THIS STORY HAS BEEN FORMATTED FOR EASY PRINTING

N.H. praised for child abuse disclosure law

Email|Print|Single Page| Text size + By Norma Love
Associated Press / April 29, 2008

CONCORD, N.H. - Eight years ago, 21-month old Kassidy Bortner died after being horrifically beaten, including being thrown into a closet door, by her mother's boyfriend, Chad Evans.

Evans and the mother went to prison. He was convicted of second-degree murder; she of child endangerment.

But the story did not end there.

Four years after the toddler's death, lawmakers passed the Bortner Law, which requires the state to disclose what it knew about fatal or near-fatal child abuse cases in which state agencies had some oversight over the family.

The state can withhold the information for reasons including protecting siblings, but it must explain itself in writing.

Supporters hoped it would prevent future tragedies.

Today, two leading child advocacy groups, First Star and the University of San Diego School of Law's Children Advocacy Institute, will give New Hampshire one of only two A grades for its child abuse disclosure policy, a policy traceable directly to Kassidy Bortner's death.

The groups flunked 10 states, including Vermont, and gave most of the others poor marks. They said that inadequate policies on releasing information precludes the public scrutiny that often is necessary to reform or beef up child protection efforts.

Nevada received the other A. Twenty-eight states received a C+ or lower, including Maine, which got a D+.

About 1,500 children die annually in the United States as a result of child abuse and neglect, the groups said.

The New Hampshire law inspired by Kassidy's death has not yet been used.

"There haven't been child deaths that fit within this circumstance," said Nancy Rollins, associate commissioner for the state's Health and Human Services.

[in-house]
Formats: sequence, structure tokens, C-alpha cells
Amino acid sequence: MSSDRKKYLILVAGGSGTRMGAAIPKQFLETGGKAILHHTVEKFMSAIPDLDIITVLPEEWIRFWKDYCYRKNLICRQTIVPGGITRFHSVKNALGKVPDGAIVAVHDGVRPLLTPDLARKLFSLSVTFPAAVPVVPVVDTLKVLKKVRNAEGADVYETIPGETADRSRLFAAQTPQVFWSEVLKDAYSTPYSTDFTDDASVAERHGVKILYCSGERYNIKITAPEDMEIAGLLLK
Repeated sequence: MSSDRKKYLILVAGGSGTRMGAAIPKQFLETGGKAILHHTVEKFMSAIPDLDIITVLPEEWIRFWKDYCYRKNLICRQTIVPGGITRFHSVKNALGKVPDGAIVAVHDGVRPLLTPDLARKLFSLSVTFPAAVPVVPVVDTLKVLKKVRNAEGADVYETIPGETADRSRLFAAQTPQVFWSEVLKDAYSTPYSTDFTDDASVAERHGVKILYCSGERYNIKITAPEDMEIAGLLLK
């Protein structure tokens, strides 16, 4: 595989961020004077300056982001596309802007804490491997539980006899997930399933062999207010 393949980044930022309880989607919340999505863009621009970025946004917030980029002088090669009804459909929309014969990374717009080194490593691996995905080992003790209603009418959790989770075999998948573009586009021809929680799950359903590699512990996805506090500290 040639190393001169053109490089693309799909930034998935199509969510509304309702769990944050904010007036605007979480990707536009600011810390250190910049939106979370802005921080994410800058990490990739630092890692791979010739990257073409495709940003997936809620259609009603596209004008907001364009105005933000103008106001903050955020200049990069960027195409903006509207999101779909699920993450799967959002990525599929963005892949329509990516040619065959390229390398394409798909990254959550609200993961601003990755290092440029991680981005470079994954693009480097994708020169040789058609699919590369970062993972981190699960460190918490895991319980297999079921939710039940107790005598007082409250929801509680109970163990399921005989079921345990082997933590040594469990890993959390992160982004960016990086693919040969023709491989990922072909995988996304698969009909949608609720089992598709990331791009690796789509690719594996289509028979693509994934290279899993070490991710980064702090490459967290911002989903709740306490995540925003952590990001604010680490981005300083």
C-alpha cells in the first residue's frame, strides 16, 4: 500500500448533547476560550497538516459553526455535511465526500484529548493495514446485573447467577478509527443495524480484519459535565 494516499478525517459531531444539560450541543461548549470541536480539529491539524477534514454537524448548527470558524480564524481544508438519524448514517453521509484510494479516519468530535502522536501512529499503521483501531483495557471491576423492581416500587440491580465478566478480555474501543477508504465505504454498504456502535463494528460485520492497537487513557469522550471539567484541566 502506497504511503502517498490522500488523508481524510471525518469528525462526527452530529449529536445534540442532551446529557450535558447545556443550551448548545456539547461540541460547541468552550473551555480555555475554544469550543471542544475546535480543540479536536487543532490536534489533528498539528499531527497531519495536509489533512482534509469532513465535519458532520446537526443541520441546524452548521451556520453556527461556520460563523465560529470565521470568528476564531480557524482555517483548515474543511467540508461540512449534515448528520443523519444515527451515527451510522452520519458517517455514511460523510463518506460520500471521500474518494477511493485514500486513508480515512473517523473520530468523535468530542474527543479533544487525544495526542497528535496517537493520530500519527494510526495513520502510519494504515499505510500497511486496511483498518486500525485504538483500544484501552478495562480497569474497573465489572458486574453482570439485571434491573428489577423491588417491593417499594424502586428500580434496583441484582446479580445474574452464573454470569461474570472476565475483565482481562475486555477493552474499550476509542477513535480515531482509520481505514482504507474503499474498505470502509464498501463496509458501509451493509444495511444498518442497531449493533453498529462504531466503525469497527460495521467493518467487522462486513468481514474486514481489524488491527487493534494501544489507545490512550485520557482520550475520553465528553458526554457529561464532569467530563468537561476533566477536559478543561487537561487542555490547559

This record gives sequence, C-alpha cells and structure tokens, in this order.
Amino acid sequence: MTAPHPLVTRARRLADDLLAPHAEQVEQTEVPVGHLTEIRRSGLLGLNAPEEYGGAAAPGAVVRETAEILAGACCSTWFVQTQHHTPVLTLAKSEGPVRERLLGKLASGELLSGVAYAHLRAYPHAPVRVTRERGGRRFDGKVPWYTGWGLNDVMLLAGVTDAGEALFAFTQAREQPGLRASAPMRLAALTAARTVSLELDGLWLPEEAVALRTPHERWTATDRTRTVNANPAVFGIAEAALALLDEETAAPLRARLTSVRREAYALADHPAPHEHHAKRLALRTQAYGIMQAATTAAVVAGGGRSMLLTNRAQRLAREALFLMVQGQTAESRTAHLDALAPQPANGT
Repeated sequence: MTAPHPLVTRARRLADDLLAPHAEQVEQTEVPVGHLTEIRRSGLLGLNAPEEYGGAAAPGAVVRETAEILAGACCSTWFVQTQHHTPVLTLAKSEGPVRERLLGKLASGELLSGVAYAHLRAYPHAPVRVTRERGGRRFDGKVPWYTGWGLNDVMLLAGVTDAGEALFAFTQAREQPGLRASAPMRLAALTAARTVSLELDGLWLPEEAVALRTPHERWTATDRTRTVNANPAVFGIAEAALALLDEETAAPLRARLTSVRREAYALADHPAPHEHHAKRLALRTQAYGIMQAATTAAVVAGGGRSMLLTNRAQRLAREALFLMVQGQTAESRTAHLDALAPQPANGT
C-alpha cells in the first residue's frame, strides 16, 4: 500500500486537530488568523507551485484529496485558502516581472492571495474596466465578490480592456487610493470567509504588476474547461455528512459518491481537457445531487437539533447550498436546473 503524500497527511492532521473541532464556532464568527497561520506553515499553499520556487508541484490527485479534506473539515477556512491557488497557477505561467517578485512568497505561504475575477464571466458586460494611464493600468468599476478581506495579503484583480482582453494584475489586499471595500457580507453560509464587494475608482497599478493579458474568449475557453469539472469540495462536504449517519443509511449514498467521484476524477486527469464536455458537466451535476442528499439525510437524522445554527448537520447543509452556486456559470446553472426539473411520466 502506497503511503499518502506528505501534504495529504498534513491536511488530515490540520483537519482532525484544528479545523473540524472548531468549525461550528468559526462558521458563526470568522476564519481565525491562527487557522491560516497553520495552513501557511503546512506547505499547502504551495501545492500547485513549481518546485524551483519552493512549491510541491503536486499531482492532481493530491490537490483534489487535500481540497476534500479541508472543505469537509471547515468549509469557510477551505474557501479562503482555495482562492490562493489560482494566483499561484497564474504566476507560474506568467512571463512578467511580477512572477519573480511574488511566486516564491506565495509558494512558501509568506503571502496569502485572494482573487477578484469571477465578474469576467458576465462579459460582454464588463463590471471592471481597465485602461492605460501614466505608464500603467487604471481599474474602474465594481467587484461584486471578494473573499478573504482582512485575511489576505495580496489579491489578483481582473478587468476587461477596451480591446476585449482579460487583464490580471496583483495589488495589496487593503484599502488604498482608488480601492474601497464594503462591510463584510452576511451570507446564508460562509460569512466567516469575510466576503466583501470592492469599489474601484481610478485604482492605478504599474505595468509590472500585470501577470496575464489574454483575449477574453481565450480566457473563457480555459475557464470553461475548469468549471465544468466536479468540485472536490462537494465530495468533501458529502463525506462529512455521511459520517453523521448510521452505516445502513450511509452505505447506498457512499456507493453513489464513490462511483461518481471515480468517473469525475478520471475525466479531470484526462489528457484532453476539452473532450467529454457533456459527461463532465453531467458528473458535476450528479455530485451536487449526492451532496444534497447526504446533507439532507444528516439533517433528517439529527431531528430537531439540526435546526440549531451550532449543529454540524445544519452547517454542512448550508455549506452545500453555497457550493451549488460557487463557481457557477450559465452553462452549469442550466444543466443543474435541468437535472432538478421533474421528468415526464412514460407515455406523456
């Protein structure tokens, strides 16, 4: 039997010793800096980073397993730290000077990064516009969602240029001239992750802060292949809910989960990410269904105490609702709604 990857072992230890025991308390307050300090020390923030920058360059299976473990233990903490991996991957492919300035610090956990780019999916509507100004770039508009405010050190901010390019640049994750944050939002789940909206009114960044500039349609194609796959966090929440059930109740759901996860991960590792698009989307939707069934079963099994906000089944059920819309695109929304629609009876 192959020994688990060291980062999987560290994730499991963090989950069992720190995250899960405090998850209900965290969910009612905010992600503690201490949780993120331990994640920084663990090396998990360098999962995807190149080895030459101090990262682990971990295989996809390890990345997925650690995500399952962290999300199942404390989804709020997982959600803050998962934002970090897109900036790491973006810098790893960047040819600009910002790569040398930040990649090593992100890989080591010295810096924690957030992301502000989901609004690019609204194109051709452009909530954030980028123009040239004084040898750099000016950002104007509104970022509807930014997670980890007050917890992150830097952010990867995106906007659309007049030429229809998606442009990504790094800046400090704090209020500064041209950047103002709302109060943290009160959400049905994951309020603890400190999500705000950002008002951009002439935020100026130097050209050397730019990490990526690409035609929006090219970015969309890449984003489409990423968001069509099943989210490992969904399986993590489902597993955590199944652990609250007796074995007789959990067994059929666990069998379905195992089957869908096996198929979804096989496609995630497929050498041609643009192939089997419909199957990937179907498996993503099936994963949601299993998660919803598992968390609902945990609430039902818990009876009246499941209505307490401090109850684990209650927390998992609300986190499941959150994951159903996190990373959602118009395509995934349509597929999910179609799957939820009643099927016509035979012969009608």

Rollins used to lead the state's Division for Children, Youth, and Families, whose social workers investigate child abuse reports. Rollins said the law strikes a balance because the state can withhold the information if it would traumatize the child or the child's siblings or compromise prosecutions or other pending legal efforts.

The written explanation of why information was withheld in a given case must be provided to the person seeking the information.

The groups said all 50 states receive federal funds under the Child Abuse Prevention and Treatment Act. To be eligible, states are supposed to have provisions that allow for public disclosure of findings or information about abuse and neglect cases that result in death or life-threatening injuries.

more stories like this

  • Email
  • Email
  • Print
  • Print
  • Single page
  • Single page
  • Reprints
  • Reprints
  • Share
  • Share
  • Comment
  • Comment
 
  • Share on DiggShare on Digg
  • Tag with Del.icio.us Save this article
  • powered by Del.icio.us
Your Name Your e-mail address (for return address purposes) E-mail address of recipients (separate multiple addresses with commas) Name and both e-mail fields are required.
Message (optional)
Disclaimer: Boston.com does not share this information or keep it permanently, as it is for the sole purpose of sending this one time e-mail.